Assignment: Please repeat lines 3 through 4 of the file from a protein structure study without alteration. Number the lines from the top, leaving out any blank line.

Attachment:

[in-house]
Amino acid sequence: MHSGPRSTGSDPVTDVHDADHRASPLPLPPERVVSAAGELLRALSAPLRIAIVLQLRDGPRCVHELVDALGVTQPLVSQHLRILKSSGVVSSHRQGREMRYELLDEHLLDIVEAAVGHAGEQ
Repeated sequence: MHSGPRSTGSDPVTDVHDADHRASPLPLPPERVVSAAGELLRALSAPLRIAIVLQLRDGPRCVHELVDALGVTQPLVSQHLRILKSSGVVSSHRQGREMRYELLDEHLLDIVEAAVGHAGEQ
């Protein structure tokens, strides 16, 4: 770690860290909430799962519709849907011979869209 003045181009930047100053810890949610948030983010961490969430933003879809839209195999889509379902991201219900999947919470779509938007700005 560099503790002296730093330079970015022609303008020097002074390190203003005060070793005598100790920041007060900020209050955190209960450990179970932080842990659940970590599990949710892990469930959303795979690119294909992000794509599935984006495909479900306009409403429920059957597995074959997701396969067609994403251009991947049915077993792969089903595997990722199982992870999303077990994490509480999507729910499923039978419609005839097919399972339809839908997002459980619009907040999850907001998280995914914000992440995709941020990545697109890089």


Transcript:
Repeated sequence: MHSGPRSTGSDPVTDVHDADHRASPLPLPPERVVSAAGELLRALSAPLRIAIVLQLRDGPRCVHELVDALGVTQPLVSQHLRILKSSGVVSSHRQGREMRYELLDEHLLDIVEAAVGHAGEQ
């Protein structure tokens, strides 16, 4: 770690860290909430799962519709849907011979869209 003045181009930047100053810890949610948030983010961490969430933003879809839209195999889509379902991201219900999947919470779509938007700005 560099503790002296730093330079970015022609303008020097002074390190203003005060070793005598100790920041007060900020209050955190209960450990179970932080842990659940970590599990949710892990469930959303795979690119294909992000794509599935984006495909479900306009409403429920059957597995074959997701396969067609994403251009991947049915077993792969089903595997990722199982992870999303077990994490509480999507729910499923039978419609005839097919399972339809839908997002459980619009907040999850907001998280995914914000992440995709941020990545697109890089």